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Section 1.3: FEBio Basics Up Chapter 1: Introduction Chapter 2: Running FEBio

## 1.4 Units in FEBio

FEBio does not assume a specific unit system. It is up to the user to enter numbers that are defined in consistent units. For example, when entering material parameters in SI units, the user must enter all loads, contact parameters, and other boundary conditions in SI units as well. The units of all the parameters are given when they are defined in this manual. We use a generic designation of units for all the parameters using the following symbols.
 Symbol Name SI unit L Length meter (m) M Mass kilogram (kg) t Time second (s) T Temperature Kelvin (K) n Amount of substance mole (mol) F Force Newton (kgm/s) P Pressure, stress Pascal (Pa=N/m) Q Electric charge Coulomb (C=As)
Units are given using the bracket notation. For instance, the unit for density is [M/L] and the unit for permeability is [L/Ft]. When using SI units, this corresponds to units of kg/m for density and m/N.s for permeability, respectively. Unitless parameters are designated by empty brackets ([ ]). The units for angles are either [deg] for degrees or [rad] for radians.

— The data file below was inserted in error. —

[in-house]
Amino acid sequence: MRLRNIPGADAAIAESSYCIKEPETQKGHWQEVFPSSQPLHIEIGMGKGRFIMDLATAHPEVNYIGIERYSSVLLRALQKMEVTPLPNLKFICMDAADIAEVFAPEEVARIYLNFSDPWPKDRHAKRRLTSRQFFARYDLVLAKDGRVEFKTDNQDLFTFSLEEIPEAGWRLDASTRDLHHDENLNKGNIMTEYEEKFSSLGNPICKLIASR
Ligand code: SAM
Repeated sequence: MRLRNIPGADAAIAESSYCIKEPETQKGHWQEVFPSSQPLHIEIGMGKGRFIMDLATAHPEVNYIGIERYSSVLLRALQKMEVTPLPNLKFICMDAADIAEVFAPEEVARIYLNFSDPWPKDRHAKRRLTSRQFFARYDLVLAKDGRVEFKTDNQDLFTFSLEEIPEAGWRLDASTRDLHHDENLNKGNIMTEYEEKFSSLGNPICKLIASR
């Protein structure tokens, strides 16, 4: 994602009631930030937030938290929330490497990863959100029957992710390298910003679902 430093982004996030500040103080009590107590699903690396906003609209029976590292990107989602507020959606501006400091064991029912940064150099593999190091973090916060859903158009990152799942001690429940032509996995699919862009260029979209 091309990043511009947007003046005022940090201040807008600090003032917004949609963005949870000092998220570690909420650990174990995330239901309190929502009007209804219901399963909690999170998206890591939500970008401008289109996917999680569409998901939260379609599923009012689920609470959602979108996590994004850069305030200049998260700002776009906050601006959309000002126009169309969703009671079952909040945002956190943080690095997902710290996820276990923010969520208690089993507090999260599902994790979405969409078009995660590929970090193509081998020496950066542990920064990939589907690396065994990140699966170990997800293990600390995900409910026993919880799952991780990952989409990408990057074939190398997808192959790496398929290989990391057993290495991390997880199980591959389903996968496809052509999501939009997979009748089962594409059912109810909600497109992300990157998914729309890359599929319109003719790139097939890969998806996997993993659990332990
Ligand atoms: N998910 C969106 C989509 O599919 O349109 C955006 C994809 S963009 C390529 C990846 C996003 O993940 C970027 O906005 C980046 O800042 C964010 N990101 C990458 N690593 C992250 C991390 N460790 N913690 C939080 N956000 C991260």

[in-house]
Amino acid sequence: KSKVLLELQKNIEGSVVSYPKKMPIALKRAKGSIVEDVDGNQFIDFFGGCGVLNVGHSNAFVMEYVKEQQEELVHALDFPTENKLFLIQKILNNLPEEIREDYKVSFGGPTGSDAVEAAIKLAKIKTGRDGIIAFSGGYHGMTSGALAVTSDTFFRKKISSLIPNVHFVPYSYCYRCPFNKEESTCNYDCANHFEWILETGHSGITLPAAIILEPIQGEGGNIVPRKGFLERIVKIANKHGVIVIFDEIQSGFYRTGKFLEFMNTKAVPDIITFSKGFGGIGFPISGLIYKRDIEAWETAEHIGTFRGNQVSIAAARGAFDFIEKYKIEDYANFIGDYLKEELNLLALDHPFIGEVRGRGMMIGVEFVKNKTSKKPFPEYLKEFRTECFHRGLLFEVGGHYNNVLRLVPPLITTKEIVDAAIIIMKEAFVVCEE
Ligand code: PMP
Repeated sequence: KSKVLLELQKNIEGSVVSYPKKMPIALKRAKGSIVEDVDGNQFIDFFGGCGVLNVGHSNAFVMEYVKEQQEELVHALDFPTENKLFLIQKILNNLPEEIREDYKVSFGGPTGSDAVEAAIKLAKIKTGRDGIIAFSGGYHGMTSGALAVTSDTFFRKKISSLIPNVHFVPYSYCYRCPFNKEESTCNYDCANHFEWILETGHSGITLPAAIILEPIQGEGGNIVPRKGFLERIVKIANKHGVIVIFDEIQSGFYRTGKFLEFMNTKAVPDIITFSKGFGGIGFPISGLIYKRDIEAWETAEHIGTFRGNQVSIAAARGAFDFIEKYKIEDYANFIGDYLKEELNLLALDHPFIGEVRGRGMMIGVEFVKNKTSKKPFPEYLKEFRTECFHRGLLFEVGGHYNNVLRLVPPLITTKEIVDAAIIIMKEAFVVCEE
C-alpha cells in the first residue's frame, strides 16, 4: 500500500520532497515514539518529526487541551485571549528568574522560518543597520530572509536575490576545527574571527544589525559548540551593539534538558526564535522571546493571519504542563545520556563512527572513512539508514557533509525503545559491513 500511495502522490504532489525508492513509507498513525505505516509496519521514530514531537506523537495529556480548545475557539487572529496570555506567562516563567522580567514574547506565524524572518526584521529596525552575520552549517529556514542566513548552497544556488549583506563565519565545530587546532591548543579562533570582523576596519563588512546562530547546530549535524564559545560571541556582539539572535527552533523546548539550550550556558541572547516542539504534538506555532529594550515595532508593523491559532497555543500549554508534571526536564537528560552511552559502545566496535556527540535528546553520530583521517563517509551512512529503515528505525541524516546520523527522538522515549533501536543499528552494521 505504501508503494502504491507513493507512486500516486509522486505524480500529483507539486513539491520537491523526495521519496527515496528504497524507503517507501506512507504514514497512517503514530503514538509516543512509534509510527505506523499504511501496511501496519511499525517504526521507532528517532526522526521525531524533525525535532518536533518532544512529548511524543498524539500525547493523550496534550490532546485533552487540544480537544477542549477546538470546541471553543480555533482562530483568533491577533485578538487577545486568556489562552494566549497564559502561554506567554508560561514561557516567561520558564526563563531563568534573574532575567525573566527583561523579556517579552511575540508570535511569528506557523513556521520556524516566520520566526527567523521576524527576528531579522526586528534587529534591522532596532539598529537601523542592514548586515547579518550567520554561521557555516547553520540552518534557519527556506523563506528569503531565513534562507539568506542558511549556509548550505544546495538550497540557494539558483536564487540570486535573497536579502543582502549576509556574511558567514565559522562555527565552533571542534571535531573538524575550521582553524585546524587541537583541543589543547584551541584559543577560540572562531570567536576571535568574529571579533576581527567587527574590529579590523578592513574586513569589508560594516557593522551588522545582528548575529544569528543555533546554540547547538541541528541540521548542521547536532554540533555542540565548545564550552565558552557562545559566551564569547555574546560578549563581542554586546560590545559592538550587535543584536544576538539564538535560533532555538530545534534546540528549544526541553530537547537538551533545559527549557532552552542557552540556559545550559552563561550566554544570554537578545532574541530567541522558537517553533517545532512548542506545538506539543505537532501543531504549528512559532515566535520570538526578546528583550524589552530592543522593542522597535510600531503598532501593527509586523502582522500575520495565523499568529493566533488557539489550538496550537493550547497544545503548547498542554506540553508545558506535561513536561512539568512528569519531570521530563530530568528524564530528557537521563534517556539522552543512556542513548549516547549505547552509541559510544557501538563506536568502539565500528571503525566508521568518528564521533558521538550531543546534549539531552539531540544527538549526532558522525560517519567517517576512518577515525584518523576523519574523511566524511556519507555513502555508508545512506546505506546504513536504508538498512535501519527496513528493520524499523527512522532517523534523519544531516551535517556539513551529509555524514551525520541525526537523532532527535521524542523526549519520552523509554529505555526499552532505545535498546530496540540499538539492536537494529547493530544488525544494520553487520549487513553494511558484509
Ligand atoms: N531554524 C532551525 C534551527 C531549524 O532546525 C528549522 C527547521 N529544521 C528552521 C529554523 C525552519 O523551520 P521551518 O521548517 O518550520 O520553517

When adopting a consistent set of units, first choose a primary set of units, and then determine the remaining derived units. For example, in typical problems in solid mechanics, the primary set consists of three units. If you choose [M]=kg, [L]=m, and [t]=s, then [F]=N and [P]=Pa. Alternatively, if you choose [L]=mm, [F]=N and [T]=s as the primary set, then [P]=MPa (since 1 N/mm 10N/m 1 MPa) and [M]=tonne (tonne = N s/mm). The primary set of units must be independent. For instance, in the last example, you cannot choose [P] as a primary unit as it can be expressed in terms of [F] and [L] (i.e. [P]=[F/L]).
Example:
 Primary Units time s length mm force N amount of substance nmol charge C temperature K Derived Units stress N/mm, MPa permeability mm/Ns, mm/Pas diffusivity mm/s concentration nmol/mm, mM charge density nEq/mm, mEq/L voltage mV current density A/mm current A
Section 1.3: FEBio Basics Up Chapter 1: Introduction Chapter 2: Running FEBio